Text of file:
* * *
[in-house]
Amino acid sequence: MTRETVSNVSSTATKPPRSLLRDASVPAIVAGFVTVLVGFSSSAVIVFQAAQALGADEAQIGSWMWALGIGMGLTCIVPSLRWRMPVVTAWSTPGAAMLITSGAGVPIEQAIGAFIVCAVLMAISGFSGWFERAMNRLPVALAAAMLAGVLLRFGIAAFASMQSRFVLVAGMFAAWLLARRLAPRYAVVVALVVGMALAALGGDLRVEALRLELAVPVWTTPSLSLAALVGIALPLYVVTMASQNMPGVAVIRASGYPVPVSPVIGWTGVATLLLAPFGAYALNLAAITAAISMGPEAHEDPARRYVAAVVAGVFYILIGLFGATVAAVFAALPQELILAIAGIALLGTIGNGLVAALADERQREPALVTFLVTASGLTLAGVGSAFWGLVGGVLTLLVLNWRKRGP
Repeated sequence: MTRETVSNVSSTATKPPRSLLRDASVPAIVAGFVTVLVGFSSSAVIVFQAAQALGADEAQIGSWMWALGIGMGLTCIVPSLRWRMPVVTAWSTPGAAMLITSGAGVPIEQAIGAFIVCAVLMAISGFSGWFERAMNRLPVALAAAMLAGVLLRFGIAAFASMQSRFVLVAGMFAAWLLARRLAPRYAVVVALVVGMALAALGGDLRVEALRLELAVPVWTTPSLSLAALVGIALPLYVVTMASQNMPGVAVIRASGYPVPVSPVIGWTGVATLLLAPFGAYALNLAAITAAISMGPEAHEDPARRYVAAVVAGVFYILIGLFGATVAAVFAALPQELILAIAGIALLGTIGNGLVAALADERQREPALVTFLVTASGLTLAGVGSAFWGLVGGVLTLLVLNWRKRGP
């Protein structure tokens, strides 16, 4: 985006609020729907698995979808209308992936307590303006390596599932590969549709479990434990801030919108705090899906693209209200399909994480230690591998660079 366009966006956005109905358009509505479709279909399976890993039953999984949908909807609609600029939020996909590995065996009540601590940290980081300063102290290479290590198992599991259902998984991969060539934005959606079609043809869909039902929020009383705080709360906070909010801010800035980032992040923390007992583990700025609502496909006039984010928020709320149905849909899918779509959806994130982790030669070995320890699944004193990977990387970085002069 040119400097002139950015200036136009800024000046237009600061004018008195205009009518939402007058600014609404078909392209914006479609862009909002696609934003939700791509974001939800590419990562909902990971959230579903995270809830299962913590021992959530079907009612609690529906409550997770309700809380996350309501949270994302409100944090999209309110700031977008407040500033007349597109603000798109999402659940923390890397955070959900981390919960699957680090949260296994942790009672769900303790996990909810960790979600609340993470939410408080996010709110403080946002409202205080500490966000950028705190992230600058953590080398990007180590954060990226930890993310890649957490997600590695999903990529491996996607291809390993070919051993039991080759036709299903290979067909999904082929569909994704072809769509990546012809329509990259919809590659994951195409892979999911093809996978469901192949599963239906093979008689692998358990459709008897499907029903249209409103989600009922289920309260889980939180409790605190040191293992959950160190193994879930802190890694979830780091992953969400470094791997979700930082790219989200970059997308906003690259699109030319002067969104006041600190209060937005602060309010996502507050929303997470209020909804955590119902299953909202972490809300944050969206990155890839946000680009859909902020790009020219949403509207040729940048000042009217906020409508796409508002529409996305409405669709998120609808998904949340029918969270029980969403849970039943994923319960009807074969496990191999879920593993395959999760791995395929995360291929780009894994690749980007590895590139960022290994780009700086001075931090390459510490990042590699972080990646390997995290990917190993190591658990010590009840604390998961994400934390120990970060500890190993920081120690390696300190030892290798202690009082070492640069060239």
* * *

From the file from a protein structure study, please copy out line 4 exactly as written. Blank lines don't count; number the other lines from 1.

């Protein structure tokens, strides 16, 4: 985006609020729907698995979808209308992936307590303006390596599932590969549709479990434990801030919108705090899906693209209200399909994480230690591998660079 366009966006956005109905358009509505479709279909399976890993039953999984949908909807609609600029939020996909590995065996009540601590940290980081300063102290290479290590198992599991259902998984991969060539934005959606079609043809869909039902929020009383705080709360906070909010801010800035980032992040923390007992583990700025609502496909006039984010928020709320149905849909899918779509959806994130982790030669070995320890699944004193990977990387970085002069 040119400097002139950015200036136009800024000046237009600061004018008195205009009518939402007058600014609404078909392209914006479609862009909002696609934003939700791509974001939800590419990562909902990971959230579903995270809830299962913590021992959530079907009612609690529906409550997770309700809380996350309501949270994302409100944090999209309110700031977008407040500033007349597109603000798109999402659940923390890397955070959900981390919960699957680090949260296994942790009672769900303790996990909810960790979600609340993470939410408080996010709110403080946002409202205080500490966000950028705190992230600058953590080398990007180590954060990226930890993310890649957490997600590695999903990529491996996607291809390993070919051993039991080759036709299903290979067909999904082929569909994704072809769509990546012809329509990259919809590659994951195409892979999911093809996978469901192949599963239906093979008689692998358990459709008897499907029903249209409103989600009922289920309260889980939180409790605190040191293992959950160190193994879930802190890694979830780091992953969400470094791997979700930082790219989200970059997308906003690259699109030319002067969104006041600190209060937005602060309010996502507050929303997470209020909804955590119902299953909202972490809300944050969206990155890839946000680009859909902020790009020219949403509207040729940048000042009217906020409508796409508002529409996305409405669709998120609808998904949340029918969270029980969403849970039943994923319960009807074969496990191999879920593993395959999760791995395929995360291929780009894994690749980007590895590139960022290994780009700086001075931090390459510490990042590699972080990646390997995290990917190993190591658990010590009840604390998961994400934390120990970060500890190993920081120690390696300190030892290798202690009082070492640069060239």